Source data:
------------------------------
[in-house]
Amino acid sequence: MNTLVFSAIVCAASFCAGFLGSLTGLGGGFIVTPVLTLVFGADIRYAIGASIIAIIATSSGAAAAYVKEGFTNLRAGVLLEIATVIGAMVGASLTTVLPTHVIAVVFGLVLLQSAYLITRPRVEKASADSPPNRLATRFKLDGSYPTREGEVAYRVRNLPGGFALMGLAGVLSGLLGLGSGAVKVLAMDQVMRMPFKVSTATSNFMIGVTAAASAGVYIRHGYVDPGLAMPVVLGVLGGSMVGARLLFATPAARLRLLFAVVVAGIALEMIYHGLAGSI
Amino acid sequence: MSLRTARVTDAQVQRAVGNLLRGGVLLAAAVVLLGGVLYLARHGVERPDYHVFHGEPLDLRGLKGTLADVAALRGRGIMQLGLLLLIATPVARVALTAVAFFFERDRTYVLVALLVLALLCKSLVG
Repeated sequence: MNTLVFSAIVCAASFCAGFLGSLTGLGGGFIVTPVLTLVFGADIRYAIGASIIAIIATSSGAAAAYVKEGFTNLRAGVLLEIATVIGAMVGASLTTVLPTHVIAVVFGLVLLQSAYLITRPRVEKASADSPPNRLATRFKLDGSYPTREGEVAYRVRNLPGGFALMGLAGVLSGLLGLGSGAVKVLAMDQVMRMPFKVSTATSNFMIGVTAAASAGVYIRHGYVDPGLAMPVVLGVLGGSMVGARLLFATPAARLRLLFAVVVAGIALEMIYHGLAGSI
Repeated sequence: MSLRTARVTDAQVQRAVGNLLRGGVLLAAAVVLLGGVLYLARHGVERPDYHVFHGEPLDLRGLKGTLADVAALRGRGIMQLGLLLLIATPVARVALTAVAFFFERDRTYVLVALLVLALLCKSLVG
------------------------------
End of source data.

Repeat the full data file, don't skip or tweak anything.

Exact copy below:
[in-house]
Amino acid sequence: MNTLVFSAIVCAASFCAGFLGSLTGLGGGFIVTPVLTLVFGADIRYAIGASIIAIIATSSGAAAAYVKEGFTNLRAGVLLEIATVIGAMVGASLTTVLPTHVIAVVFGLVLLQSAYLITRPRVEKASADSPPNRLATRFKLDGSYPTREGEVAYRVRNLPGGFALMGLAGVLSGLLGLGSGAVKVLAMDQVMRMPFKVSTATSNFMIGVTAAASAGVYIRHGYVDPGLAMPVVLGVLGGSMVGARLLFATPAARLRLLFAVVVAGIALEMIYHGLAGSI
Amino acid sequence: MSLRTARVTDAQVQRAVGNLLRGGVLLAAAVVLLGGVLYLARHGVERPDYHVFHGEPLDLRGLKGTLADVAALRGRGIMQLGLLLLIATPVARVALTAVAFFFERDRTYVLVALLVLALLCKSLVG
Repeated sequence: MNTLVFSAIVCAASFCAGFLGSLTGLGGGFIVTPVLTLVFGADIRYAIGASIIAIIATSSGAAAAYVKEGFTNLRAGVLLEIATVIGAMVGASLTTVLPTHVIAVVFGLVLLQSAYLITRPRVEKASADSPPNRLATRFKLDGSYPTREGEVAYRVRNLPGGFALMGLAGVLSGLLGLGSGAVKVLAMDQVMRMPFKVSTATSNFMIGVTAAASAGVYIRHGYVDPGLAMPVVLGVLGGSMVGARLLFATPAARLRLLFAVVVAGIALEMIYHGLAGSI
Repeated sequence: MSLRTARVTDAQVQRAVGNLLRGGVLLAAAVVLLGGVLYLARHGVERPDYHVFHGEPLDLRGLKGTLADVAALRGRGIMQLGLLLLIATPVARVALTAVAFFFERDRTYVLVALLVLALLCKSLVG